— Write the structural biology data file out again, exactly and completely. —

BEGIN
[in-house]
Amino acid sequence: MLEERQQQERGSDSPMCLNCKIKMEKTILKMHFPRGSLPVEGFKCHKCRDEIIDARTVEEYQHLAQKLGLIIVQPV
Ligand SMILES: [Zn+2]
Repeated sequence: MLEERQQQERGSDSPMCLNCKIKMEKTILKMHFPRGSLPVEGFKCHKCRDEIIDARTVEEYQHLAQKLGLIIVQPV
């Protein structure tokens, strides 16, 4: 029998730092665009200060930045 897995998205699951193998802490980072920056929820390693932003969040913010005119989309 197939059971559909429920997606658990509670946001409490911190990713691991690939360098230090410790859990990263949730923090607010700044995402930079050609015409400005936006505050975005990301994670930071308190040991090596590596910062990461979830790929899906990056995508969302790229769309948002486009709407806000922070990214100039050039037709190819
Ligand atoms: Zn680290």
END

[in-house]
Amino acid sequence: MLEERQQQERGSDSPMCLNCKIKMEKTILKMHFPRGSLPVEGFKCHKCRDEIIDARTVEEYQHLAQKLGLIIVQPV
Ligand SMILES: [Zn+2]
Repeated sequence: MLEERQQQERGSDSPMCLNCKIKMEKTILKMHFPRGSLPVEGFKCHKCRDEIIDARTVEEYQHLAQKLGLIIVQPV
């Protein structure tokens, strides 16, 4: 029998730092665009200060930045 897995998205699951193998802490980072920056929820390693932003969040913010005119989309 197939059971559909429920997606658990509670946001409490911190990713691991690939360098230090410790859990990263949730923090607010700044995402930079050609015409400005936006505050975005990301994670930071308190040991090596590596910062990461979830790929899906990056995508969302790229769309948002486009709407806000922070990214100039050039037709190819
Ligand atoms: Zn680290």